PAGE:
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BYU football: Has Utah's Pac-12 bid hurt Cougar recruiting?

Published September 16, 2011 10:01 am
This is an archived article that was published on sltrib.com in 2011, and information in the article may be outdated. It is provided only for personal research purposes and may not be reprinted.

Provo • It has been more than 15 months now since the University of Utah accepted an invitation to join what is now the Pac-12 Conference, and more than a year since BYU broke away from the Mountain West Conference to become an independent in football.

The football recruits who signed with Utah and BYU — which will battle on Saturday in the annual rivalry game at LaVell Edwards Stadium (7:15 p.m. MDT, ESPN2) — last February had mostly committed when those events happened a summer ago. But the current crop of prospects — guys who are well into their senior seasons of prep football right now — had some time to digest the events of last summer before making their college decisions in the past six months or so.

The dust has settled.

But the big question around these parts — stirred again because it is rivalry week — has been whether or not Utah's move has impacted in-state recruiting. Are top in-state players who might have gone to BYU in the past now flocking to Utah?

Like almost everything in this rivalry, it depends on whom one asks.

Utah coaches say they have; BYU coaches say they have not.

Both have examples, although coaches cannot discuss recruits until they have signed.

"Just to be very blunt and honest, there's been [no impact] at all" on BYU's recruiting, coach Bronco Mendenhall said. "We haven't noticed a single bit of influence because of the conference affiliation. If anything, the excitement for the kids to come to BYU [is stronger than ever]. Again, it is a very specific type of young man that wants to come here. But if anything, that [number] is growing."

Both Mendenhall and Utah coach Kyle Whittingham have said the schools don't go head-to-head for recruits as often as people think.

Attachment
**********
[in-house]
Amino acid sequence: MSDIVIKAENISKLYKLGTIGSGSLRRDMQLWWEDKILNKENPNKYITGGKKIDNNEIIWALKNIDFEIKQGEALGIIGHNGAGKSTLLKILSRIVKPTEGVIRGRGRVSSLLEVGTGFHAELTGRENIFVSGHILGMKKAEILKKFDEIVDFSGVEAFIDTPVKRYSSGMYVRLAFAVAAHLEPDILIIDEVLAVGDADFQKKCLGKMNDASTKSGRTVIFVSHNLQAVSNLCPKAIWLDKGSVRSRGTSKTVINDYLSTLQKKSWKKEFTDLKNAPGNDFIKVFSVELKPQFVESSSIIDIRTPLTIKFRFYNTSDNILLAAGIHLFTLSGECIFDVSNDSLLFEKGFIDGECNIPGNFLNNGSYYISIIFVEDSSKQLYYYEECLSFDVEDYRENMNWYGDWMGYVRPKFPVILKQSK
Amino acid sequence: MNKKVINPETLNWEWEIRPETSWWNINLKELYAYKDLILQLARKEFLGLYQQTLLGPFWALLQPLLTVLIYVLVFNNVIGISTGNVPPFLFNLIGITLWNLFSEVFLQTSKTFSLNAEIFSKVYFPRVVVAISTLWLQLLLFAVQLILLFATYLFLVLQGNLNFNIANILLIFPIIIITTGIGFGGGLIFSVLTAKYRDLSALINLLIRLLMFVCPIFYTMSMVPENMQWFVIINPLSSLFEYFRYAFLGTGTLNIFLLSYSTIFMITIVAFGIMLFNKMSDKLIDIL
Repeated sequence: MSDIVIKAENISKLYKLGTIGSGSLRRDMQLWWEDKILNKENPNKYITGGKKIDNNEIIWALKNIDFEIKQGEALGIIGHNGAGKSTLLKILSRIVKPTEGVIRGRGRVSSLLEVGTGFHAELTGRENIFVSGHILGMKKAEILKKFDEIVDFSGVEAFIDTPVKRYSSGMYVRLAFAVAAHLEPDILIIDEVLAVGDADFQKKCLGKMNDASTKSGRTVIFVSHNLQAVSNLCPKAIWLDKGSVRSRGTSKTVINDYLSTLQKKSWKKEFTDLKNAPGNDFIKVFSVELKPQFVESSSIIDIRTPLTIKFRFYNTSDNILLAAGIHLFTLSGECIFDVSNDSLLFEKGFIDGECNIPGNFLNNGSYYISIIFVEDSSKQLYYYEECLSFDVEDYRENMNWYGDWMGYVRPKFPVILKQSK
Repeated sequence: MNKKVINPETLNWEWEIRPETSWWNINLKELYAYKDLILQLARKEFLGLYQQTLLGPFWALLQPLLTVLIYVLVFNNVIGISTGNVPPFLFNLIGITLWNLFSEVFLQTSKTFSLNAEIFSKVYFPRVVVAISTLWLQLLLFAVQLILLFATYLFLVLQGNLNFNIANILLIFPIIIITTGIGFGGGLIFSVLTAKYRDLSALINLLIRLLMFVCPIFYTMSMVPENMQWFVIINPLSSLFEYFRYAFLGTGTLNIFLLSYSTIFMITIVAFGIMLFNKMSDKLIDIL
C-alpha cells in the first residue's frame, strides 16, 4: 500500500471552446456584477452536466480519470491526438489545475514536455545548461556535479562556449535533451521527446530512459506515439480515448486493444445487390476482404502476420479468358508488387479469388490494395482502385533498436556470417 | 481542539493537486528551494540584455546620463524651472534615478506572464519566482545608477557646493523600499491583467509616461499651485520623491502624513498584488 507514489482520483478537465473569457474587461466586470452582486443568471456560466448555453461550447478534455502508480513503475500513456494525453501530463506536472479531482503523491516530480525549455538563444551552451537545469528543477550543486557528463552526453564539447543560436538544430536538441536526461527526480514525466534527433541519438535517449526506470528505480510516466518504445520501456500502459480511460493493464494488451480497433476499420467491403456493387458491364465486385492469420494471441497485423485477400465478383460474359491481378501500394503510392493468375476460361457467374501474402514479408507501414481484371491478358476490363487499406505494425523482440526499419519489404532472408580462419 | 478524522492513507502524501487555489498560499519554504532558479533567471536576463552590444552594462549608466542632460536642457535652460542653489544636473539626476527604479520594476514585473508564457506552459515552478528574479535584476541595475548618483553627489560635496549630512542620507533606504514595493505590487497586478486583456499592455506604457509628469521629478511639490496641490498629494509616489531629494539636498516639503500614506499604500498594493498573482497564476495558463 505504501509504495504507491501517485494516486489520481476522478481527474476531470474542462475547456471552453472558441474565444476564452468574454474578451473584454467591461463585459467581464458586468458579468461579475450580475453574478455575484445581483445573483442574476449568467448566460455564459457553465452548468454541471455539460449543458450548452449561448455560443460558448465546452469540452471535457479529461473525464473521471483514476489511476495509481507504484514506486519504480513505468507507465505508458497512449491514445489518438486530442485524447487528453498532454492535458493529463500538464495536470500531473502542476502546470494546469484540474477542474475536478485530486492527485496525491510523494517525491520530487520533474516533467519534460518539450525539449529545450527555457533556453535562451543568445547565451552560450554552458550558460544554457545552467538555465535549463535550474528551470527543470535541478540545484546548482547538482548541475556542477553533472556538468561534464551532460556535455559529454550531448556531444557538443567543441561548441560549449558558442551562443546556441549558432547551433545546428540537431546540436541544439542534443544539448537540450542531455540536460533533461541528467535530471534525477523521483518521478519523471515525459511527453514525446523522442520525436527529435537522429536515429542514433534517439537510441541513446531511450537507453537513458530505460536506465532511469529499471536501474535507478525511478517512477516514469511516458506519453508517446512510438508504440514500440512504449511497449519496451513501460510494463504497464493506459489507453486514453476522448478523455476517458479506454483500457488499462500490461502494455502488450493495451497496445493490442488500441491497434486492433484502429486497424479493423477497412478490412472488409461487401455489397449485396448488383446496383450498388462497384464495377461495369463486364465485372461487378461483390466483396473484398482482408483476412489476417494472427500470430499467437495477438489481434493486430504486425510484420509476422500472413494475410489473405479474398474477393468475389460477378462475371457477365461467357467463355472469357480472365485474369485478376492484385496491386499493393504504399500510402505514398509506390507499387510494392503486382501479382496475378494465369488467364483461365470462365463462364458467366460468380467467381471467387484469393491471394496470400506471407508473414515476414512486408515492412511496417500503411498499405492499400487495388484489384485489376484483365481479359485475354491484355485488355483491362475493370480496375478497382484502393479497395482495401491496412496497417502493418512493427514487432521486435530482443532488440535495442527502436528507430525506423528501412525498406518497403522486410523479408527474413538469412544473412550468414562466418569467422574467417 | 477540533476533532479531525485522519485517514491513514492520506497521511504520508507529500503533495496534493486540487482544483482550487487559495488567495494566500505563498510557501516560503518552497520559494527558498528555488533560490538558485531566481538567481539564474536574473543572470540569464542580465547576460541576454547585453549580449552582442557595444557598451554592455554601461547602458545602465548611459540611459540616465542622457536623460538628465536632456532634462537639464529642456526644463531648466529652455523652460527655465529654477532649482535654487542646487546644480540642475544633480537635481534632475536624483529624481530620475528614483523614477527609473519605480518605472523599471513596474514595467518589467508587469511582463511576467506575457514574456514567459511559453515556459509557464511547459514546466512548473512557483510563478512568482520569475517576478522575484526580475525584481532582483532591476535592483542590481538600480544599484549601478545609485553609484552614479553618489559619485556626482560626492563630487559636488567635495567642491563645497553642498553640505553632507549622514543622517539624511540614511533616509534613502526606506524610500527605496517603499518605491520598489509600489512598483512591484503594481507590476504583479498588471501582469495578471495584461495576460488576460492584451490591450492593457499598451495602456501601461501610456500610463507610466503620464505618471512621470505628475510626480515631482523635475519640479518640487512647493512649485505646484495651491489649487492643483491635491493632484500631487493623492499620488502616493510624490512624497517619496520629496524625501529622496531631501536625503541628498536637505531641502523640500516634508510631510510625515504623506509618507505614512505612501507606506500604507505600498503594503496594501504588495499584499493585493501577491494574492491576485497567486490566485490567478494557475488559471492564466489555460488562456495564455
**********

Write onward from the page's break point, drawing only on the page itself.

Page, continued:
"In state, we go head-to-head for about a half-dozen guys every year," Whittingham said. "But out of state, we each have our separate entities. We have our places we hit hard and methods of recruiting, and they have theirs. We rarely, if ever, battle out of state."

Yes, but the in-state battles can be fierce, as was the case this past summer for Davis High defensive end Troy Hinds and Lone Peak quarterback Chase Hansen, LDS prospects targeted by both schools. Hansen chose Utah; Hinds chose BYU.

Hansen, whose father played at BYU, cited Utah's Pac-12 affiliation as one of the reasons he picked the Utes over his childhood favorite, but not the only one. Hinds, one of the most heavily recruited players in state history, cited BYU's uniqueness as a school owned by The Church of Jesus Christ of Latter-day Saints as a strong draw, but also went out of his way to point out that he believes the football program is first-rate, BCS conference affiliation or not.

BYU also offered Utah-commit Hunter Dimick from Syracuse High, but faced long odds in luring the defensive end to Provo because he is not LDS. Davis High lineman Zach Lindsay committed to BYU last November, but is still being recruited hard by Utah and has been reported to be heavily leaning in that direction.

Despite the commitment of Hansen to Utah last June — BYU's future logjam at quarterback may also have played a factor in his decision — Mendenhall has steadfastly maintained that BYU's recruiting would not be affected by Utah's move, a point he reiterated during a teleconference Tuesday.

"I made a pretty bold statement before that I didn't think that we would lose a single recruit — and that is not only specific to Utah, but to anyone — because of conference affiliation," he said. "And that's holding true to this point."

Last year, Utah also beat BYU for running back Harvey Langi (Bingham), and Langi unabashedly said Utah's new Pac-12 affiliation factored into his decision. However, BYU backed off Langi to some extent after a brush with the law (a citation for trespassing) was uncovered. To this day, accounts vary regarding BYU's late interest in the Ute freshman, and whether it pulled a scholarship offer.

Whatever the case, Mendenhall said Saturday's game will have an impact on in-state recruiting.

"Oh, I think it has an influence," he said. "Again, the numbers of players that we recruit against the University of Utah [for] really aren't that many. There are a handful each year, but we recruit different types of players. They fit different systems, and they fit different schools."

Mendenhall said a year ago that he had never heard a recruit bring up conference affiliation while he was making one of his recruiting pitches. Has that changed this past year?

"No. Hasn't changed at all. Haven't heard it yet," he said.

Tribune sportswriter Lya Wodraska contributed to this report.


Twitter: @drewjay —

BYU's in-state commitments, Class of 2012

Recruit Position Ht/Wt High school

Rhett Sandlin Safety 6-3/194 Alta

Steven Richards Defensive end 6-2/240 Alta

Micah Hanneman Safety 6-1/184 Lone Peak

Troy Hinds Defensive end 6-5/230 Davis

Note: Troy Hinds had an offer from Utah.

Utah's in-state commitments, Class of 2012

Recruit Position Ht/Wt High school

Chase Hansen Quarterback 6-3/198 Lone Peak

Hunter Dimick Defensive end 6-4/240 Syracuse

Moses Folauhola Defensive end 6-0/240 Hunter

Nua Poteki Offensive tackle 6-4/280 Brighton

Austin Lee Safety 6-0/185 Alta

Note: Chase Hansen and Hunter Dimick had offers from BYU.




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